FAIR needs to get the non-Trumpers such as James Lankford a conservative who helped fashion the bill that just crashed and many others who understand the urgency to push for new legislation or another several decades will pass with the chaos growing and democracy crashing.

Obviously, FAIR is deep into solving the issue but kissing the Republicans ring on each of the Trump GOPs multiple immigration wishes until they get them all means the perfect is the enemy of the good and nothing gets done. The Wall Street Journal and the Border Patrol argued that the proposed bill is better than nothing. But Trump who owns the GOP killed the bill so he could have an issue to run on, since he has little else except to pound on Biden’s age and his alleged mental decline which is overstated.

Generous donors who fought for immigration reform for decades seem to have misunderstood the uniqueness of the opportunity to initiate a workable start after so many prior attempts have failed. So sad. When will another chance come?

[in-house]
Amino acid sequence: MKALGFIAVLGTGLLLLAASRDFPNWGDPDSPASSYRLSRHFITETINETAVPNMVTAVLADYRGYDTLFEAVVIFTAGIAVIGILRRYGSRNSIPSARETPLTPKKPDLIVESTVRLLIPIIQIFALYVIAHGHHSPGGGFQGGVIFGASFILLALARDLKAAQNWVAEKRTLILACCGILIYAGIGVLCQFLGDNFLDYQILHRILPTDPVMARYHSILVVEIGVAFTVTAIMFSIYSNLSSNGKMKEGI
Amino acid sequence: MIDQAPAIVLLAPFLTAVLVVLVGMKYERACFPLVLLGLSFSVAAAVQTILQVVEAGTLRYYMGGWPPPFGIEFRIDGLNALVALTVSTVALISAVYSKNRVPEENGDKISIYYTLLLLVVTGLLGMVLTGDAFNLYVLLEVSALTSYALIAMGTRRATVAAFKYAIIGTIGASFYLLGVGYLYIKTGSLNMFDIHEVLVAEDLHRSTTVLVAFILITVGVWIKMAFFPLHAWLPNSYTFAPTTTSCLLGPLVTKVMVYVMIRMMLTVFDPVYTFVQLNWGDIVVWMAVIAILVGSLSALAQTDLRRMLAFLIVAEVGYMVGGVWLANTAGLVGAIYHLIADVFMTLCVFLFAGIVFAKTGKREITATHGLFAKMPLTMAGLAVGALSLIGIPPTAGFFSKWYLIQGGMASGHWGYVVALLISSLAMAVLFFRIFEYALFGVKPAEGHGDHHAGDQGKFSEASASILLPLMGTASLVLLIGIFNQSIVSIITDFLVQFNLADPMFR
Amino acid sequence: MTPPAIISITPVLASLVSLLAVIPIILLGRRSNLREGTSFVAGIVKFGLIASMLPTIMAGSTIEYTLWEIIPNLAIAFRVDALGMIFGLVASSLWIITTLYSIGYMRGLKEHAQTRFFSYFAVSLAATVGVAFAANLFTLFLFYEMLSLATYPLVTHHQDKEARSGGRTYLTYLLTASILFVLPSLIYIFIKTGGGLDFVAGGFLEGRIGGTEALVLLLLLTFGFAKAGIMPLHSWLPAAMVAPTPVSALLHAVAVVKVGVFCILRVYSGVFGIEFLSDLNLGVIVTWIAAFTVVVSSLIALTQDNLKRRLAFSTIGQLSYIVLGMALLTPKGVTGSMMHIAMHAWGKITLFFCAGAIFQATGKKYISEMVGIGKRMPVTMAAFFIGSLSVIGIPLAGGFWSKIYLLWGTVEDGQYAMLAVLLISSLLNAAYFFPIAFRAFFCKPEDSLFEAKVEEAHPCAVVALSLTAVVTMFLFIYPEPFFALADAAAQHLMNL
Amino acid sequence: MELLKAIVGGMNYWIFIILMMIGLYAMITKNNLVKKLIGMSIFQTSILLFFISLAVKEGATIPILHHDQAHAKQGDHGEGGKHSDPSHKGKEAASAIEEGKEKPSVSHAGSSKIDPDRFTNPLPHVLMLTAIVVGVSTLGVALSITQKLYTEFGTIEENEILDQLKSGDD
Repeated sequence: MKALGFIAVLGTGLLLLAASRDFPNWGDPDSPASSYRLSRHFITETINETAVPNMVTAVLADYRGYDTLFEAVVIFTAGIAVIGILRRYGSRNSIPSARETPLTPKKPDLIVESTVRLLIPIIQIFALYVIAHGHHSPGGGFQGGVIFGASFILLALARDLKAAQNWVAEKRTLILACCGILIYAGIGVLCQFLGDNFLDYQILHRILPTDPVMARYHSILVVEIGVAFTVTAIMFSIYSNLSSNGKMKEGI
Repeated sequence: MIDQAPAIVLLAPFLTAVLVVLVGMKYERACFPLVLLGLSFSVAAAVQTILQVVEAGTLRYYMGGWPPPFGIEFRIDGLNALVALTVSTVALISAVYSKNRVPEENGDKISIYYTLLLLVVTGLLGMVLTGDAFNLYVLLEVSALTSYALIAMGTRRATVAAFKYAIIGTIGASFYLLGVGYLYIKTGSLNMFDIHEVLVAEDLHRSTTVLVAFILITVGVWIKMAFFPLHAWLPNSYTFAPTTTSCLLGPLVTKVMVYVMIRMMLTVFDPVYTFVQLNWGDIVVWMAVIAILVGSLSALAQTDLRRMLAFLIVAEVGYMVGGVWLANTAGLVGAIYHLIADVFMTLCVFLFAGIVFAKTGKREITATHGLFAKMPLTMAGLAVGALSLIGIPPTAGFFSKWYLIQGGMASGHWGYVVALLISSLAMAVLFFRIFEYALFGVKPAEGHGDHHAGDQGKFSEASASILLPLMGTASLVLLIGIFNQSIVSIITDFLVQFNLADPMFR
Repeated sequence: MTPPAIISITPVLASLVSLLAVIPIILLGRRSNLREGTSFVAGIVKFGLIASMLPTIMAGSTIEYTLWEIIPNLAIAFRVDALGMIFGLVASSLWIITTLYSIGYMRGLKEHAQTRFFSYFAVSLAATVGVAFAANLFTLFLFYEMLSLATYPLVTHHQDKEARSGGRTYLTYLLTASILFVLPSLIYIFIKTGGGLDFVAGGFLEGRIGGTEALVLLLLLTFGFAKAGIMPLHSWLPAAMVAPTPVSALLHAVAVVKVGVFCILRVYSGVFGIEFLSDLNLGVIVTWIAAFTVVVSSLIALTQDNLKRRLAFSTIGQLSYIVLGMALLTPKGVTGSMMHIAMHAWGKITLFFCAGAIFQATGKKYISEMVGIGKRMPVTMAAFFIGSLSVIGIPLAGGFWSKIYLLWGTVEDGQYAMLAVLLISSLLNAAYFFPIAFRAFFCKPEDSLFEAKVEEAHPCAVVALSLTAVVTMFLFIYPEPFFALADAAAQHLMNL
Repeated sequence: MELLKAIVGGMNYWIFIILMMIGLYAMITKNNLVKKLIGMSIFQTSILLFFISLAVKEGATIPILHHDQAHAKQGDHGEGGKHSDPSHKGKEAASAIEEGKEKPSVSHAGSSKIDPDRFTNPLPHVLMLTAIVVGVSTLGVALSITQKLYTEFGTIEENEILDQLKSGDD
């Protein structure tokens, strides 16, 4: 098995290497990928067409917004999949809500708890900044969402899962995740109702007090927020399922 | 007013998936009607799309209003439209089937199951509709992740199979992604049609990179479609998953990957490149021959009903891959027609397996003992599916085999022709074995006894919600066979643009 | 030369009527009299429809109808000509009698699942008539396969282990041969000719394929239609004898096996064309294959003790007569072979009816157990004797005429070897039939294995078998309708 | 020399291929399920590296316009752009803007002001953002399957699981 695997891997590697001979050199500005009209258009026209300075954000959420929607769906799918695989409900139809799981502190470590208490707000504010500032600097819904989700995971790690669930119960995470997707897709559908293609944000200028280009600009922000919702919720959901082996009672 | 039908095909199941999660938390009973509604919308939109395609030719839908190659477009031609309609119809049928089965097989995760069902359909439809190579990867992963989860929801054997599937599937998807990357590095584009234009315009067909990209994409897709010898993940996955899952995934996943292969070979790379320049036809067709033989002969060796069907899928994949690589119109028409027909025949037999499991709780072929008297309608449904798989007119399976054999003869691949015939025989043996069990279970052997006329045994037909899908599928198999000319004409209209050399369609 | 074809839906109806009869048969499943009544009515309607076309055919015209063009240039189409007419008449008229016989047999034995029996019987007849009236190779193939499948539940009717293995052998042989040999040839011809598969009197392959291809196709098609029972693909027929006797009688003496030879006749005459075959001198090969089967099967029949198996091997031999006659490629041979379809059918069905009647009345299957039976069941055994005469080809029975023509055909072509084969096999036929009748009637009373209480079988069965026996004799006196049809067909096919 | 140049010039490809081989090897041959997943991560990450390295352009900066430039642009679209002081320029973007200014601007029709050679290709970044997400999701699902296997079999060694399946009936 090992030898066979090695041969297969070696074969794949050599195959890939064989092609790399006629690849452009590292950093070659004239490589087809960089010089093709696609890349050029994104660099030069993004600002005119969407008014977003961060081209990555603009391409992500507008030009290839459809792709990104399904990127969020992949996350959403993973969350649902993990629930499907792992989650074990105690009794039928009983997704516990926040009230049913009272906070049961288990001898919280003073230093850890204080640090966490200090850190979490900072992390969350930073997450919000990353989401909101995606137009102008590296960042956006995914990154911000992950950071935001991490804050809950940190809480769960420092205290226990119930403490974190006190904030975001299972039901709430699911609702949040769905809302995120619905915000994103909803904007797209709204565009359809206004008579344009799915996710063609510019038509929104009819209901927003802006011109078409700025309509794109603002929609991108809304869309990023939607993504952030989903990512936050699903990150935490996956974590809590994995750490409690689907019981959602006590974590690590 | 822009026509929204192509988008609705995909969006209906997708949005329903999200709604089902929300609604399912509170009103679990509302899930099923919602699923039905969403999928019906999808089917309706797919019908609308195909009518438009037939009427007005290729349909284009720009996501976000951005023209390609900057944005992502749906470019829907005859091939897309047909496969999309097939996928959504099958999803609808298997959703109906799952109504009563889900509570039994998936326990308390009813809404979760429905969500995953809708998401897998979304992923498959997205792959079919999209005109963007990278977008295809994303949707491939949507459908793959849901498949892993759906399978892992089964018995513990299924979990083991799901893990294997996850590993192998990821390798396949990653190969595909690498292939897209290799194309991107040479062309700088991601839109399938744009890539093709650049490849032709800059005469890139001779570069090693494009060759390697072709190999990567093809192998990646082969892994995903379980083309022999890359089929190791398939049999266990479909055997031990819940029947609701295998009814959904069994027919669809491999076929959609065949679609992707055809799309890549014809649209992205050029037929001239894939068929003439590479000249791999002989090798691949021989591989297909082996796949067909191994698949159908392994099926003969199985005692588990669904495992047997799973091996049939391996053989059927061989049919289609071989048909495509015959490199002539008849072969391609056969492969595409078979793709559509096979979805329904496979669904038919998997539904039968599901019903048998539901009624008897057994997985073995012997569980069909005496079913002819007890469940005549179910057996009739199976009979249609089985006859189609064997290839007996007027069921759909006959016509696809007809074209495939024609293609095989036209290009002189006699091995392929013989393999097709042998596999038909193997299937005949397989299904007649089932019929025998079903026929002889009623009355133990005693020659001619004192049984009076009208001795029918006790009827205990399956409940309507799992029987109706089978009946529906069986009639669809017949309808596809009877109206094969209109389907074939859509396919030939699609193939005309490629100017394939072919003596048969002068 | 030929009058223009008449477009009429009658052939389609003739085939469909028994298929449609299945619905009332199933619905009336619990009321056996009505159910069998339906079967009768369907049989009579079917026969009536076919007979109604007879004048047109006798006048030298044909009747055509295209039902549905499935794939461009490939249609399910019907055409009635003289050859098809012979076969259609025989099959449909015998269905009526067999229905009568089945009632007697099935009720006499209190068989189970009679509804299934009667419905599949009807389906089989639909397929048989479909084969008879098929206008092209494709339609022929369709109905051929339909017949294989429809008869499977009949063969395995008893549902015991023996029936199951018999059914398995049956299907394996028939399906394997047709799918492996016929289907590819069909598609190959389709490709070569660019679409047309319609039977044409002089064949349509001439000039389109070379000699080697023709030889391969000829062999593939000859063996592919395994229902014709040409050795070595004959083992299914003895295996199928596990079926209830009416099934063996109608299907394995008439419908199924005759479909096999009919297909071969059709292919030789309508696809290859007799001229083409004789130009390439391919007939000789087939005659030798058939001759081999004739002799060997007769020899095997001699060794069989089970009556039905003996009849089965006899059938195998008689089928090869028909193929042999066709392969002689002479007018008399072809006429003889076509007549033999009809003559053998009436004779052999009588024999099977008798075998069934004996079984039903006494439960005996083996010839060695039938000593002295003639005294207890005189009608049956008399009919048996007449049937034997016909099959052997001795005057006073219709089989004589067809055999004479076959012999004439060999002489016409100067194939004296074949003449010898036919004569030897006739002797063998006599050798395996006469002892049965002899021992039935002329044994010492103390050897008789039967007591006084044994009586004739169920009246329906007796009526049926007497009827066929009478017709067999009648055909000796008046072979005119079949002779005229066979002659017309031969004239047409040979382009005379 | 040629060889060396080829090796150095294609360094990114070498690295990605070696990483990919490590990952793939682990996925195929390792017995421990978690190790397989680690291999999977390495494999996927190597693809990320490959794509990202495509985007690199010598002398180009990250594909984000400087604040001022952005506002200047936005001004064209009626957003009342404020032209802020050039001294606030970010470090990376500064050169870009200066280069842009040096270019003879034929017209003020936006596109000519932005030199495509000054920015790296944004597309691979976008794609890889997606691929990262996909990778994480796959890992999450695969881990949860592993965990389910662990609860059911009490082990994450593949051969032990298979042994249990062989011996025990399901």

As many thinkers have said in the past, INSANITY IS DOING THE SAME THING OVER AND OVER AGAIN AND EXPECTING DIFFERENT RESULTS!!!!!!!!!!!!!!!!!!!!!!!!!!!!!!!!

On February 1st there was an interesting exchange between Scott Pelley and Jerome Powell on 60 Minutes. It begins by saying,

PELLEY: Your decisions inevitably are going to have a bearing on this year’s election. And I wonder, to what degree does politics determine your timing?

POWELL: We do not consider politics in our decisions. We never do. And we never will. And I think the record — fortunately, the historical record really backs that up. People have gone back and looked. This is my fourth presidential election in the Fed, and it just doesn’t come into our thinking, and I’ll tell you why.

Two reasons. One, we are a non-political organization that serves all Americans. It would be wrong for us to start taking politics into account. Secondly, though, it’s not easy to get the economics of this right in the first place. These are complicated, you know, risk-balancing decisions.

If we tried to incorporate a whole ‘nother set of factors in politics into those decisions, it could only lead to worse economic outcomes. So, we simply don’t do that, and we’re not going to do it. We haven’t done it in the past, and we’re not going to do it now.